Charles Arthur declared netbooks a dead category, but Harry McCracken of Time disagrees:
A netbook was merely a lightweight notebook with a smallish screen and a low price tags. It’s not like lightweight notebooks, small screens and low price points will go away, even if nobody makes a computer that’s officially called a netbook.
But this is fundamentally wrong: a netbook wasn’t just defined by weight, screen size, and price. Netbooks used low-performance processors like Intel’s Atom line, didn’t have much RAM, and usually ran either Windows XP or a stripped-down Linux distro as a result. The user experience was so bad that the netbook was a laptop so named because it was really only acceptable for browsing the web and dealing with email.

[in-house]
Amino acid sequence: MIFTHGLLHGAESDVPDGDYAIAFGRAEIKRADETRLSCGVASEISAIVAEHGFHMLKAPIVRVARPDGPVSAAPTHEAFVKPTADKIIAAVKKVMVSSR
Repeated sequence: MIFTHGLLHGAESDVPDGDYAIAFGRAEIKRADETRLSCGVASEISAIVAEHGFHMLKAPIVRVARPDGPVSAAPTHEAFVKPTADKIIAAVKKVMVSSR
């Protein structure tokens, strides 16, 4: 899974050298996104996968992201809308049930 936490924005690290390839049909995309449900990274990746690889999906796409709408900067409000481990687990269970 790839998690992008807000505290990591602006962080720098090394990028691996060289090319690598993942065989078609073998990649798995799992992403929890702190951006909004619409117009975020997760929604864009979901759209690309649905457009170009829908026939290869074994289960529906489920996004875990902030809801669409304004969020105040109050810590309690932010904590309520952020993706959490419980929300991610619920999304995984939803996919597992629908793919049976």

McCracken is correct that small, light, and inexpensive laptops aren’t going away this year, but that doesn’t mean the netbook will live on. The tasks netbooks were really great at — email and internet things — are accomplished far better on any modern tablet. The netbook is dead.